Investigative reporter Andrea Estes, who was fired by The Boston Globe in May following a report about management problems at the MBTA that contained several significant errors, has been hired as a staff reporter by the Plymouth Independent, a new nonprofit news organization.
The press release announcing her hiring quotes Independent editor Mark Pothier, who was until recently a top editor at the Globe, praising Estes fulsomely: “Andrea’s talent for rooting out important news is unparalleled. There’s a well-worn saying about sunlight being the best disinfectant, but it holds true. And I’m confident she’ll bring a lot of sunshine to town. Having her on staff sends a strong message about the kind of serious journalism we plan to do.”
Also involved with the Independent is the legendary Globe reporter Walter Robinson, still an editor-at-large at the Globe.
Although the MBTA story that apparently led to Estes’ departure contained a number of problems, the Globe has never explained what went wrong, what Estes’ role was, and who else might have been responsible, either in whole or in part. By bringing Estes to the Independent, Pothier and Robinson have signaled their support for someone with a long track record of outstanding work.
There’s good news about local news in Greater Boston today on three fronts. I’ll start with an attempt to revive arts reviews — at one time a staple of mainstream and alternative publications, but now relegated to niche outlets like The Arts Fuse, a high-quality website edited by Boston University professor and former Boston Phoenix arts writer Bill Marx.
Recently Paul Bass, the executive director of the nonprofit Online Journalism Project in New Haven, Connecticut, launched a grant-funded project called the Independent Review Crew (link now fixed). Freelancers in seven parts of the country are writing about music, theater and other in-person cultural events. Boston is among those seven, and freelance writer-photographer Sasha Patkin is weighing in with her take on everything from concerts to sand sculpture.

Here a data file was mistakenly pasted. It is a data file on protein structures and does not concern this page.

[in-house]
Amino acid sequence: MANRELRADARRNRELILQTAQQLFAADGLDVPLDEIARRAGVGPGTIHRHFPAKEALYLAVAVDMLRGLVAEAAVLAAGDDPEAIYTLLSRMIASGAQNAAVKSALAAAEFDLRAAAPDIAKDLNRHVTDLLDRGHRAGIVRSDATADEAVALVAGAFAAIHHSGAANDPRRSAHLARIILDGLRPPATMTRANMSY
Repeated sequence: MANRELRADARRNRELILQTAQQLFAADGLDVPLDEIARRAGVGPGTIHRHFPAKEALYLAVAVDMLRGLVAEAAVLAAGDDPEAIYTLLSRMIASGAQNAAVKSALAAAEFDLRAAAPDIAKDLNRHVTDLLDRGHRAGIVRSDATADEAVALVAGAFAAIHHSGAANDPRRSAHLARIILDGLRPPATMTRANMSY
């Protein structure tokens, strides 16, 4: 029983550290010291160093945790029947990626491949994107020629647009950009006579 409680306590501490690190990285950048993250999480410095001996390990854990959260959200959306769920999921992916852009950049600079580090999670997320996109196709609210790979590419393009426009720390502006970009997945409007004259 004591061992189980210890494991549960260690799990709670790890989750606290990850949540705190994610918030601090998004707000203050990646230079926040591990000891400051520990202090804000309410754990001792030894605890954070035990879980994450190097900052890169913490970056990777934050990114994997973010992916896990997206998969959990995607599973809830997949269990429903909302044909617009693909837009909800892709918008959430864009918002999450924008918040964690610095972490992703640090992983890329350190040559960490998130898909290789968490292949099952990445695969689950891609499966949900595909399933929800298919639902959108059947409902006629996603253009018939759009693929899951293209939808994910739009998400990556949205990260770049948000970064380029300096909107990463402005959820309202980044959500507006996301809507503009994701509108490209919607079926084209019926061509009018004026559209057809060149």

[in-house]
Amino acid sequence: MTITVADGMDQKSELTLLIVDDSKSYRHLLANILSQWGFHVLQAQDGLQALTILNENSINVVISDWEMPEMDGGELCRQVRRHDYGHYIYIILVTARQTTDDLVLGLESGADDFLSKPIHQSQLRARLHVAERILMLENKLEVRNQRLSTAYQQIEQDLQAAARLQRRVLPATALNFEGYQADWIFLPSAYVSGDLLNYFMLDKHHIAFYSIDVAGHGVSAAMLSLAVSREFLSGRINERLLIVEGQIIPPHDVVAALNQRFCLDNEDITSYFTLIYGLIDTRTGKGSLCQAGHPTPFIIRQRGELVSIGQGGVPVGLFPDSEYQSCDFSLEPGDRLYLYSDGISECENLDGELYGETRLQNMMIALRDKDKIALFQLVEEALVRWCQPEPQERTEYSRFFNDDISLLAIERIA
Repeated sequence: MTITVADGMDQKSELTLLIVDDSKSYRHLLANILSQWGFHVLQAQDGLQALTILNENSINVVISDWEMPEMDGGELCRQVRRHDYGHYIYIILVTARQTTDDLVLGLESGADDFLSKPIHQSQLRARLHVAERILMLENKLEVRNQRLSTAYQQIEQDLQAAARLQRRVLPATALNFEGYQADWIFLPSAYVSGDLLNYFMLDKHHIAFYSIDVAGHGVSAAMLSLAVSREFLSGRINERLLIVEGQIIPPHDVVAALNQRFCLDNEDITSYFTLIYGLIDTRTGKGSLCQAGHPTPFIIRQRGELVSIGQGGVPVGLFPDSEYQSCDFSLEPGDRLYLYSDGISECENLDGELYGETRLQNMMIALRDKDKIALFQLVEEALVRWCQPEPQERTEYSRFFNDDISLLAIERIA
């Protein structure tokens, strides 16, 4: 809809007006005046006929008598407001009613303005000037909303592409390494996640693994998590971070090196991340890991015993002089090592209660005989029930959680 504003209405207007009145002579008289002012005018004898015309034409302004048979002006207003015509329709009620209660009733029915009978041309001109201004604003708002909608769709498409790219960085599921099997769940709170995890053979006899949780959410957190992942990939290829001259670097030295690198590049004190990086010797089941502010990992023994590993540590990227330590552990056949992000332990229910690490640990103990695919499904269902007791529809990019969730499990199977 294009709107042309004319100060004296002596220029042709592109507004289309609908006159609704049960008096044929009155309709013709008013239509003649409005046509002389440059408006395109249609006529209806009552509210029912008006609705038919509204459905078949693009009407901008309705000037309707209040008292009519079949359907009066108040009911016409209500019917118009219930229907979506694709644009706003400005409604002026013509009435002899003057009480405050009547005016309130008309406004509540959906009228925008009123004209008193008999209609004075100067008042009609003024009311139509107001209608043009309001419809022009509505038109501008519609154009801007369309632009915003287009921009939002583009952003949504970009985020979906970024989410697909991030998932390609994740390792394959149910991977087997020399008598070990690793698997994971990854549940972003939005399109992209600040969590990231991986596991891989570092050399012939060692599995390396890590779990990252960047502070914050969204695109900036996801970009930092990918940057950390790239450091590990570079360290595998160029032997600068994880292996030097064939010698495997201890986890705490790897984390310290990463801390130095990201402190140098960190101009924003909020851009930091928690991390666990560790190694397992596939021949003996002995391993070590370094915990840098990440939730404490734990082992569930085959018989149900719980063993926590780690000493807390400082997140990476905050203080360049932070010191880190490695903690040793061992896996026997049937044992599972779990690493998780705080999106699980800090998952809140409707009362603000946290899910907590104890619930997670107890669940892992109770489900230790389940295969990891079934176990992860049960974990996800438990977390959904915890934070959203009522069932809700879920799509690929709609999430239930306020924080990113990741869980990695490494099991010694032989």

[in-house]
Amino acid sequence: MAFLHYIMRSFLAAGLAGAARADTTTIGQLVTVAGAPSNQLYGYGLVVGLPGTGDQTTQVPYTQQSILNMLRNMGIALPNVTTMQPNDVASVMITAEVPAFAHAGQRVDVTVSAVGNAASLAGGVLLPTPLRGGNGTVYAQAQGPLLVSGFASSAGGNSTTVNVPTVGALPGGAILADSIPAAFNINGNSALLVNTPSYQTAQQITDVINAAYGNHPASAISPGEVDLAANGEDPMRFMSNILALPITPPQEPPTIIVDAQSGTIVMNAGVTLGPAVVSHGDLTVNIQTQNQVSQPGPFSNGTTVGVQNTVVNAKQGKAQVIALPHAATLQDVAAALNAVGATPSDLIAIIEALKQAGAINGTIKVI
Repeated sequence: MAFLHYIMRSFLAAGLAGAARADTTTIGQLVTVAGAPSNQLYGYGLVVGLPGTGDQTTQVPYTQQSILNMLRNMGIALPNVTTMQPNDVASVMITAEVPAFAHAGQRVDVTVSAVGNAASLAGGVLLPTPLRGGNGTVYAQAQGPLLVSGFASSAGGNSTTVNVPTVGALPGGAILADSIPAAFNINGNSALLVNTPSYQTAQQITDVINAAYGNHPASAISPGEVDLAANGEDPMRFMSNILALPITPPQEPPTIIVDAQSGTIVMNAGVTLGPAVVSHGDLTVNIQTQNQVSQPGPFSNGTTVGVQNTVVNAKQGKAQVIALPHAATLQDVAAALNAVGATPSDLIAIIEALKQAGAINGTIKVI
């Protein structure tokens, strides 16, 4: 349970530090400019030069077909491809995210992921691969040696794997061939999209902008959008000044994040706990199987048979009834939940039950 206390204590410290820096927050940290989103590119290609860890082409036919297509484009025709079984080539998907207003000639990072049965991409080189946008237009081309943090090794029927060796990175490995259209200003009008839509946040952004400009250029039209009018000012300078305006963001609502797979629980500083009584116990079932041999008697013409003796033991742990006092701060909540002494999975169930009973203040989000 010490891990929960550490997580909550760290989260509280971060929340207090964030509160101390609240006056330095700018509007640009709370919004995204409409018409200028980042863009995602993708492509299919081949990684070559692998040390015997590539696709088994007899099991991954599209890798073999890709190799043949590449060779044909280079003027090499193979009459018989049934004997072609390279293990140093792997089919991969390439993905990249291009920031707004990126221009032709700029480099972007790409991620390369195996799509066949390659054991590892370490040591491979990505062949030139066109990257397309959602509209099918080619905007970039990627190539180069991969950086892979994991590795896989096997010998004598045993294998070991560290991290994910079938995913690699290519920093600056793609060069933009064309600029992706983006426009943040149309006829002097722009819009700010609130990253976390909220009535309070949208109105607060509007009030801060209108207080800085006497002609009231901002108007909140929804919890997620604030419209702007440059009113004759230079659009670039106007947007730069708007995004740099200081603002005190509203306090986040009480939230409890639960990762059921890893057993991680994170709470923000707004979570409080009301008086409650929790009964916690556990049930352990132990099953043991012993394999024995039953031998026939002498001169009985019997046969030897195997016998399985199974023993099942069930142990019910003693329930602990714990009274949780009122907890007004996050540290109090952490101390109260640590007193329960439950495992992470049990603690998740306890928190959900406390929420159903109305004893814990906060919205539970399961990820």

Bass is the founder of the New Haven Independent, started in 2005 as part of the first wave of nonprofit community websites. The Online Journalism Project is the nonprofit umbrella that publishes the Indy and a sister site in New Haven’s northwest suburbs; it also oversees a low-power radio station in New Haven, WNHH-LP. Before 2005, Bass was a fixture at the now-defunct New Haven Advocate, an alt-weekly that, like the Phoenix, led with local arts and was filled with reviews. The Review Crew is his bid to revive the long lost art, if you will, of arts reviewing.
Other places that are part of The Review Crew: New Haven; Tulsa, Oklahoma; Troy/Albany, New York; Oakland, California; Hartford, Connecticut; and Northwest Arkansas (the Fayetteville metro area is home to about 576,000 people).
I’ve got all kinds of disclosures I need to share here. I gave Bass some guidance before he launched The Review Crew — not that he needed any. The Indy was the main subject of my 2013 book “The Wired City,” and I’ve got a lengthy update in “What Works in Community News,” the forthcoming book that Ellen Clegg and I have written. I also suggested Universal Hub to Bass as an additional outlet for The Review Crew; I’ve known Gaffin for years, and at one time I made a little money through a blogging network he set up. Gaffin was a recent guest on the “What Works” podcast.
In other words, I would wish Paul the best of luck in any case, but this time I’ve got a bit more of a stake in it.